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JOURNAL ARTICLE

Childhood trauma as a predictor of eating psychopathology and its mediating variables in patients with eating disorders

Seongsook Kong, Kunsook Bernstein
Journal of Clinical Nursing 2009, 18 (13): 1897-907
19638049

AIM: The aims of this study were to determine whether specific forms of childhood trauma predict eating psychopathologies and to investigate the mediating effects of the psychological symptoms of depression and obsessive-compulsion between childhood trauma and eating psychopathologies in patients with eating disorders.

BACKGROUND: The highest probability of poor treatment outcomes in patients with eating disorders has been observed in those who experienced childhood trauma. Therefore, researchers are now examining whether childhood trauma should be considered a risk factor for eating psychopathology, but childhood traumatic experiences as predictors of eating psychopathology and their mediating variables has not been investigated sufficiently with this clinical population.

DESIGN: Survey.

METHODS: The subjects were 73 Korean patients with eating disorders. The Childhood Trauma Questionnaire, Eating Disorder Inventory-2, Beck Depression Inventory and Maudsley Obsessional-Compulsive Inventory were used to assess self-reported childhood trauma in five domains (emotional abuse, physical abuse, sexual abuse, emotional neglect and physical neglect), eating psychopathology, depression and obsessive-compulsion. Stepwise multiple regression analyses were used to explore whether these childhood traumatic experiences predict eating psychopathology and mediation analyses were conducted according to Baron and Kenny's guidelines.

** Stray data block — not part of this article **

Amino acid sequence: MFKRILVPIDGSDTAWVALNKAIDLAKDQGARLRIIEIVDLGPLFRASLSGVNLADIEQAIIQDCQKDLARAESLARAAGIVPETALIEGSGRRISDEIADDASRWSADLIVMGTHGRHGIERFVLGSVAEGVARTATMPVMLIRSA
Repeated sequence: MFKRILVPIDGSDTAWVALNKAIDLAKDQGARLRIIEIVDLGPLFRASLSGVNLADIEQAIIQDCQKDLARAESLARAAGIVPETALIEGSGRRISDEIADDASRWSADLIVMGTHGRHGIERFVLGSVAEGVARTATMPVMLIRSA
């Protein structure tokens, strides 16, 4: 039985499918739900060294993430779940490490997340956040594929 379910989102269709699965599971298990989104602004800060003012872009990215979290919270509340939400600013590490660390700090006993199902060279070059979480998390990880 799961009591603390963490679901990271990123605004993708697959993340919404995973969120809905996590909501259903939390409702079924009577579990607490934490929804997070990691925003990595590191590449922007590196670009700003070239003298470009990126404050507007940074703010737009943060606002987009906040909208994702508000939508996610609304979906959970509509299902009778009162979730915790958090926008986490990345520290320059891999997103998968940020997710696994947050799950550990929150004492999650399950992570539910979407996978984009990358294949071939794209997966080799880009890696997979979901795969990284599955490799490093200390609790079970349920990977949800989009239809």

RESULTS: Emotional abuse, physical neglect and sexual abuse were found to be significant predictors of eating psychopathology. We also found that depression fully mediated the association between some forms of childhood trauma and eating psychopathology, while obsessive-compulsion did not mediate this association.

CONCLUSIONS: Future interventions for patients with eating disorders should focus on assessing the possibility of childhood trauma, especially in those patients with poor treatment outcomes. In addition, whether or not traumatised individuals exhibit depression is a more important predictor of eating psychopathology than the traumatic experience itself.

RELEVANCE TO CLINICAL PRACTICE: Early intervention for childhood trauma and depression might contribute to preventing eating disorders in traumatised individuals.

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